Despite a reduction in greenhouse gas emissions in 2020 thanks to lockdowns caused by the COVID-19 pandemic, greenhouse gas concentrations in the atmosphere still reached record highs that same year, the World Meteorological Organization reported Monday.
Early in the pandemic, there were hopes that a halt in normal activities (like transportation) could help curb greenhouse gases. Carbon dioxide emissions, in fact, did fall by about 6.4 percent, or 2.5 billion tons, in 2020. The U.S. itself saw its emissions dip by 13 percent.
But emissions didn’t decline nearly as much as hoped, thanks in great part to the fact that many sources normally responsible for sequestering carbon dioxide are now big producers, like the Amazon rainforest.
Trees play a huge role in absorbing carbon dioxide, but huge swaths of the Amazon rainforest are now emitting more carbon dioxide than they are absorbing. Part of this is due to deforestation activities, but higher temperatures also lead to less precipitation, which stresses out trees and causes them to die off sooner. Even in the absence of human activities like air travel, these natural settings no longer absorb emissions the way they once did.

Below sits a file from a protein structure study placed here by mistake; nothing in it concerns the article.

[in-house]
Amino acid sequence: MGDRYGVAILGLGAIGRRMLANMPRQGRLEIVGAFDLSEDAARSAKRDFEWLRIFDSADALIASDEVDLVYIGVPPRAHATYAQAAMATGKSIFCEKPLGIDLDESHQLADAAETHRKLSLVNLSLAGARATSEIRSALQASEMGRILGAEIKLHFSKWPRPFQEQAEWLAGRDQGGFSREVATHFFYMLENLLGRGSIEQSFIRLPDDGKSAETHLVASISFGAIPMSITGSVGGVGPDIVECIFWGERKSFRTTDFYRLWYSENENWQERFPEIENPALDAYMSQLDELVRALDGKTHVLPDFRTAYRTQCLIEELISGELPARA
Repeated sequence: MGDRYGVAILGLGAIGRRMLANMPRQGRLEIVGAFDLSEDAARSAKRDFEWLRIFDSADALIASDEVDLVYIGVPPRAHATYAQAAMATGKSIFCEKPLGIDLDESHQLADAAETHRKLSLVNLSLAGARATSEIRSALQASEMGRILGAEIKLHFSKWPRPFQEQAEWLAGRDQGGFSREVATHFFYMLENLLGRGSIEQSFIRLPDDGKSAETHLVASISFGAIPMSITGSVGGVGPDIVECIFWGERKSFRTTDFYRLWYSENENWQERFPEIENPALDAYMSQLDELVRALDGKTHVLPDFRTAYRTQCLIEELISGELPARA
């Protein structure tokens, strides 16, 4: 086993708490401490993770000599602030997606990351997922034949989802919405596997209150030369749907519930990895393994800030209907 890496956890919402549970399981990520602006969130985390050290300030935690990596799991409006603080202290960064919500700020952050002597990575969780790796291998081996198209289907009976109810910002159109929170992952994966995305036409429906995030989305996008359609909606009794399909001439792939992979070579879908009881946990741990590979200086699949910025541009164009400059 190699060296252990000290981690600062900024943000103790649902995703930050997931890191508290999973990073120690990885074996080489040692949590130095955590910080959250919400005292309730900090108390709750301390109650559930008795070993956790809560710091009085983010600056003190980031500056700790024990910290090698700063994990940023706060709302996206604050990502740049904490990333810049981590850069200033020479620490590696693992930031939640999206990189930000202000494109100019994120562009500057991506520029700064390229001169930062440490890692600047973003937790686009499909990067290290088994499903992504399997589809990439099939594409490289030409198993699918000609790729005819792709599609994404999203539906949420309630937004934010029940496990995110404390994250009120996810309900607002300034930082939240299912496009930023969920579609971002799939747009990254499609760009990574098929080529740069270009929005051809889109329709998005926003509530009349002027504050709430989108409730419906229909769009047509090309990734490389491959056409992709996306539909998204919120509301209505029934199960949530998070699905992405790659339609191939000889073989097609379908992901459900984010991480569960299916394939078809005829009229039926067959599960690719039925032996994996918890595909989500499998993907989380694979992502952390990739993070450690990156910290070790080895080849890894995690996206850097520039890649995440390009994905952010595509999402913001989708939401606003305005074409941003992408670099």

Concentrations of carbon dioxide are now 149 percent higher than they were before 1750, when human industry took off. Other greenhouse gases like methane and nitrous oxide are 262 percent and 123 percent above pre-industrial levels, respectively.
The findings will serve as a backdrop to the United Nation’s climate change conference next week, known as COP26, in Glasgow, Scotland.
“At the current rate of increase in greenhouse gas concentrations, we will see a temperature increase by the end of this century far in excess of the Paris Agreement targets of 1.5 to 2 degrees Celsius above pre-industrial levels,” WMO Secretary-General Petteri Taalas said in a statement. “We are way off track.”
The United Nations Environment Program has said the world needs to cut carbon emissions by 7.6 percent every year for a decade to prevent the planet from warming more than 1.5 degrees Celsius above pre-industrial levels—the goal that was set by the 2015 Paris climate agreement. The world is not on track to meet this goal.
“The last time the Earth experienced a comparable concentration of CO2 was 3-5 million years ago, when the temperature was 2–3 degrees Celsius warmer and sea level was 10-20 meters higher than now,” said Talaas. “But there weren’t 7.8 billion people then.”
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